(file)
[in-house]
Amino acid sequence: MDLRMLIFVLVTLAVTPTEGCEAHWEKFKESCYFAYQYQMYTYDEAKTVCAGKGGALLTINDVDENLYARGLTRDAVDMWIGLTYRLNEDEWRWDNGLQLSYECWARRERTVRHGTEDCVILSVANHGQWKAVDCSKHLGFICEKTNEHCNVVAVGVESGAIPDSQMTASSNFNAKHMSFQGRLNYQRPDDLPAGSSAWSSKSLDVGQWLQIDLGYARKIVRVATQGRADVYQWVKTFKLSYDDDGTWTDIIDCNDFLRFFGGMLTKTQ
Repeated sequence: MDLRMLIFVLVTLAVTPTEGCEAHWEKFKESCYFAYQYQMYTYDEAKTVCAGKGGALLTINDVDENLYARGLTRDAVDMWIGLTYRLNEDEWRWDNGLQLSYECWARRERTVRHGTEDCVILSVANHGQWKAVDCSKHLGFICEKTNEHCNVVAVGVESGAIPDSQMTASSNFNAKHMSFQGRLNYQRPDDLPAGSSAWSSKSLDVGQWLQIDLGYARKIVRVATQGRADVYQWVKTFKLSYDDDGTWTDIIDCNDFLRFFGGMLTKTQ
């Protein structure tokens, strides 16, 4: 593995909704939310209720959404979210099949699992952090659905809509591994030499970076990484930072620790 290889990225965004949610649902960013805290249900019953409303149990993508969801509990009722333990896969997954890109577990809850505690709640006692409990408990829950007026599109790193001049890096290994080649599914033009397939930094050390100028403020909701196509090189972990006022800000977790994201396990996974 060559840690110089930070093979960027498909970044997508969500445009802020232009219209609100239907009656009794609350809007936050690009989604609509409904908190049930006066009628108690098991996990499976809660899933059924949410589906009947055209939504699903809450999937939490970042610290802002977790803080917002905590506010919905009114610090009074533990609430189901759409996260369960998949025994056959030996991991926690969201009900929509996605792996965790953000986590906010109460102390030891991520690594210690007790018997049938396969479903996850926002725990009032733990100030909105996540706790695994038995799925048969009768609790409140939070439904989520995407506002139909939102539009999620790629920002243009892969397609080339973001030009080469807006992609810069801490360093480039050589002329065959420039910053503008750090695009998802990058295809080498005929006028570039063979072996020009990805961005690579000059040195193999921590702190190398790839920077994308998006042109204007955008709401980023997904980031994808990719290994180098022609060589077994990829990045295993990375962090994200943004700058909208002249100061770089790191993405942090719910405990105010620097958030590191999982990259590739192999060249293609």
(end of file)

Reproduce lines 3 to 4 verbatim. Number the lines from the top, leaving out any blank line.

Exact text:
Repeated sequence: MDLRMLIFVLVTLAVTPTEGCEAHWEKFKESCYFAYQYQMYTYDEAKTVCAGKGGALLTINDVDENLYARGLTRDAVDMWIGLTYRLNEDEWRWDNGLQLSYECWARRERTVRHGTEDCVILSVANHGQWKAVDCSKHLGFICEKTNEHCNVVAVGVESGAIPDSQMTASSNFNAKHMSFQGRLNYQRPDDLPAGSSAWSSKSLDVGQWLQIDLGYARKIVRVATQGRADVYQWVKTFKLSYDDDGTWTDIIDCNDFLRFFGGMLTKTQ
């Protein structure tokens, strides 16, 4: 593995909704939310209720959404979210099949699992952090659905809509591994030499970076990484930072620790 290889990225965004949610649902960013805290249900019953409303149990993508969801509990009722333990896969997954890109577990809850505690709640006692409990408990829950007026599109790193001049890096290994080649599914033009397939930094050390100028403020909701196509090189972990006022800000977790994201396990996974 060559840690110089930070093979960027498909970044997508969500445009802020232009219209609100239907009656009794609350809007936050690009989604609509409904908190049930006066009628108690098991996990499976809660899933059924949410589906009947055209939504699903809450999937939490970042610290802002977790803080917002905590506010919905009114610090009074533990609430189901759409996260369960998949025994056959030996991991926690969201009900929509996605792996965790953000986590906010109460102390030891991520690594210690007790018997049938396969479903996850926002725990009032733990100030909105996540706790695994038995799925048969009768609790409140939070439904989520995407506002139909939102539009999620790629920002243009892969397609080339973001030009080469807006992609810069801490360093480039050589002329065959420039910053503008750090695009998802990058295809080498005929006028570039063979072996020009990805961005690579000059040195193999921590702190190398790839920077994308998006042109204007955008709401980023997904980031994808990719290994180098022609060589077994990829990045295993990375962090994200943004700058909208002249100061770089790191993405942090719910405990105010620097958030590191999982990259590739192999060249293609």